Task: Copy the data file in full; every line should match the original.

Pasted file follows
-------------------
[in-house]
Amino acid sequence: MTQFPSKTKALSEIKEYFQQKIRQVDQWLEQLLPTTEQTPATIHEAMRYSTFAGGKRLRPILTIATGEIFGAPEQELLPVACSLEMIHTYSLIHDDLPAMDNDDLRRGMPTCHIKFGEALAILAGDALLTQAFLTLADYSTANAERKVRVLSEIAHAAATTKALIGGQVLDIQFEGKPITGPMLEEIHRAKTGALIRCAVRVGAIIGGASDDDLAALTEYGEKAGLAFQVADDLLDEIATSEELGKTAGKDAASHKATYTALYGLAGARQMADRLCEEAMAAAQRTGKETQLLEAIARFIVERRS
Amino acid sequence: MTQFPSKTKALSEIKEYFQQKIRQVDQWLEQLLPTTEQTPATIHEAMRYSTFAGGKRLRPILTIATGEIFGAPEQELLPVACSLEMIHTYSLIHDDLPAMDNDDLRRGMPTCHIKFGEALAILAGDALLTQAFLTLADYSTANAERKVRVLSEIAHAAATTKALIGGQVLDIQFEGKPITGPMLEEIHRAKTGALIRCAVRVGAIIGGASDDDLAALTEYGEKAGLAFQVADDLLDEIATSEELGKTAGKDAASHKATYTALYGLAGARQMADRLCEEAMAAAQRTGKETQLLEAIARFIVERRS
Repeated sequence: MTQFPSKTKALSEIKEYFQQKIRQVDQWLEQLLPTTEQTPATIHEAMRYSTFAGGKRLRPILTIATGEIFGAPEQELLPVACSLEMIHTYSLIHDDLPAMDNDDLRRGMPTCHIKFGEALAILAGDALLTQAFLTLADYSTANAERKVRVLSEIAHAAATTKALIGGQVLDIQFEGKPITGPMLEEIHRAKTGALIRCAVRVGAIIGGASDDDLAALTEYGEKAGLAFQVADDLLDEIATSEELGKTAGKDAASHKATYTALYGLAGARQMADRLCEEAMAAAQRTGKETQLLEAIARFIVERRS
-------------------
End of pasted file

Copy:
[in-house]
Amino acid sequence: MTQFPSKTKALSEIKEYFQQKIRQVDQWLEQLLPTTEQTPATIHEAMRYSTFAGGKRLRPILTIATGEIFGAPEQELLPVACSLEMIHTYSLIHDDLPAMDNDDLRRGMPTCHIKFGEALAILAGDALLTQAFLTLADYSTANAERKVRVLSEIAHAAATTKALIGGQVLDIQFEGKPITGPMLEEIHRAKTGALIRCAVRVGAIIGGASDDDLAALTEYGEKAGLAFQVADDLLDEIATSEELGKTAGKDAASHKATYTALYGLAGARQMADRLCEEAMAAAQRTGKETQLLEAIARFIVERRS
Amino acid sequence: MTQFPSKTKALSEIKEYFQQKIRQVDQWLEQLLPTTEQTPATIHEAMRYSTFAGGKRLRPILTIATGEIFGAPEQELLPVACSLEMIHTYSLIHDDLPAMDNDDLRRGMPTCHIKFGEALAILAGDALLTQAFLTLADYSTANAERKVRVLSEIAHAAATTKALIGGQVLDIQFEGKPITGPMLEEIHRAKTGALIRCAVRVGAIIGGASDDDLAALTEYGEKAGLAFQVADDLLDEIATSEELGKTAGKDAASHKATYTALYGLAGARQMADRLCEEAMAAAQRTGKETQLLEAIARFIVERRS
Repeated sequence: MTQFPSKTKALSEIKEYFQQKIRQVDQWLEQLLPTTEQTPATIHEAMRYSTFAGGKRLRPILTIATGEIFGAPEQELLPVACSLEMIHTYSLIHDDLPAMDNDDLRRGMPTCHIKFGEALAILAGDALLTQAFLTLADYSTANAERKVRVLSEIAHAAATTKALIGGQVLDIQFEGKPITGPMLEEIHRAKTGALIRCAVRVGAIIGGASDDDLAALTEYGEKAGLAFQVADDLLDEIATSEELGKTAGKDAASHKATYTALYGLAGARQMADRLCEEAMAAAQRTGKETQLLEAIARFIVERRS